Originally documented in 2001, the Cann Farm in Glasgow, is our next "Rest in Pieces" featured property. The Cann family established several farms in the Glasgow area in the nineteenth century, and this was the last extant farm associated with them. The farm had many outbuildings that reflected the nature of agricultural production in the late nineteenth and early twentieth centuries typical in this region. Development plans in 2001 called for the demolition of a majority of the complex including the cow barn, dairy barn, machine sheds, milk house, storage building, chicken house, privy, and carriage house. At the time, the house and granary were to be retained. Fast forward to 2015, when a demolition permit was requested for the house. The brick dwelling was built between 1820-1836 and featured at least four construction periods. The first floor featured a three-room plan, with two doors on the front facade. The property was owned by the Cann family until 1947. At that time (2015) the granary was already demolished, and the house soon followed. [Documented 2001 and 2015, demolished 2017?]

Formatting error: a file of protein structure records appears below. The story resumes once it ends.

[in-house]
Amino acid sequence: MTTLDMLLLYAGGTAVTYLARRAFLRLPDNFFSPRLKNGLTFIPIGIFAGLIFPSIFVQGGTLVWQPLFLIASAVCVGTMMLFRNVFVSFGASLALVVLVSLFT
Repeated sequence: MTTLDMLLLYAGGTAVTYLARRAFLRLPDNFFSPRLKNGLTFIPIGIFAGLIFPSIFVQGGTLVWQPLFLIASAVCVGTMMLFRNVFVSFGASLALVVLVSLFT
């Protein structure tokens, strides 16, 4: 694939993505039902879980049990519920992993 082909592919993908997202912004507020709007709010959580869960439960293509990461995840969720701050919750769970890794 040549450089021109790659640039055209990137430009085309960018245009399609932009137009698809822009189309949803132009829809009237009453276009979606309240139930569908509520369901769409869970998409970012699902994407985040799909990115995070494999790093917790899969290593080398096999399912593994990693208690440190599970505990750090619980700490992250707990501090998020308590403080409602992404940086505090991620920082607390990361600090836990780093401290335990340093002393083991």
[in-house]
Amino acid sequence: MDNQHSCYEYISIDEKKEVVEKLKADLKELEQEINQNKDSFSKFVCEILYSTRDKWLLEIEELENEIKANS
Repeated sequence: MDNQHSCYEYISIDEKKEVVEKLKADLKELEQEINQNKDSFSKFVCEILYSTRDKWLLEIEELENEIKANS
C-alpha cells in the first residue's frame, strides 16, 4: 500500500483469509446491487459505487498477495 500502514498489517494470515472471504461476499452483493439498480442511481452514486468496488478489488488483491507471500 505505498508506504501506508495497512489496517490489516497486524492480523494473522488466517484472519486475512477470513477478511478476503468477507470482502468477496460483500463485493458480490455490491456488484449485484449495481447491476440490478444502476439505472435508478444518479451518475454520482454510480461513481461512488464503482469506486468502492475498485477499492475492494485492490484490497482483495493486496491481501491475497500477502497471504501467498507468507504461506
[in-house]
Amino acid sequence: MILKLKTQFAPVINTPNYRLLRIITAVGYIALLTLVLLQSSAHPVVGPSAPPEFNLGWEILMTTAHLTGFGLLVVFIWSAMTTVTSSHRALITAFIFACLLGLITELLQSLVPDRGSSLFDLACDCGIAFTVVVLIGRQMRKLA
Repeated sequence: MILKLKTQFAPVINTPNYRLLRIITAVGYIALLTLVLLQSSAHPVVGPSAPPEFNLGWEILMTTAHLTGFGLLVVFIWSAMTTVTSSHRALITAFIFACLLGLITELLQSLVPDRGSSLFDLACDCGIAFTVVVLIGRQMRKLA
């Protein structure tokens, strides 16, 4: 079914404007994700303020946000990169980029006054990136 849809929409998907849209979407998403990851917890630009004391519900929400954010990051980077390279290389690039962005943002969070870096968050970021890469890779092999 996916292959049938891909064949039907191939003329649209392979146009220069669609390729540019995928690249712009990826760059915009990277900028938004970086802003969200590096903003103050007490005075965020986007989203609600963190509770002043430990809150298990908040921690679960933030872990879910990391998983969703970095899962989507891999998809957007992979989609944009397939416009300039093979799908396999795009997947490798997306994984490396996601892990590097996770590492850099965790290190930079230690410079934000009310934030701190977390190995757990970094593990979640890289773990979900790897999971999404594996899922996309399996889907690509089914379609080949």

Our last featured property is Sunnybrook Cottage also known as the Henry Clark House. Sometimes we document high profile, well known houses like the Jehu Reed House or the Thomas England House. Other times we record historic structures where their demolition goes relatively unnoticed and without too much historic research done. This unfortunately is the case with Sunnybrook Cottage. The core of Sunnybrook is likely a circa 1800-1850 stone house, expanded in a couple of phases. Scott over at the Mill Creek History Blog (https://mchhistory.blogspot.com//the-henry-clark-woollen-m) has done some research on the nineteenth century history of the house. But what fascinated us the most, was its early twentieth century use as a "Tuberculous Preventorium." Opened in October of 1919 children exposed to TB (but who had not contracted the disease) were sent to Sunnybrook (see attached newspaper article about its opening). This is likely when the large Doric second floor sleeping porch was added to the stone dwelling. Sunnybrook continued to be used as an anti-TB site until it was turned over to the Delaware Commission for the Blind in 1950. The building functioned as a nursery school for blind children for much of the twentieth century. The property is owned by Blindsight Delaware today. [Documented 2014, demolished 2015]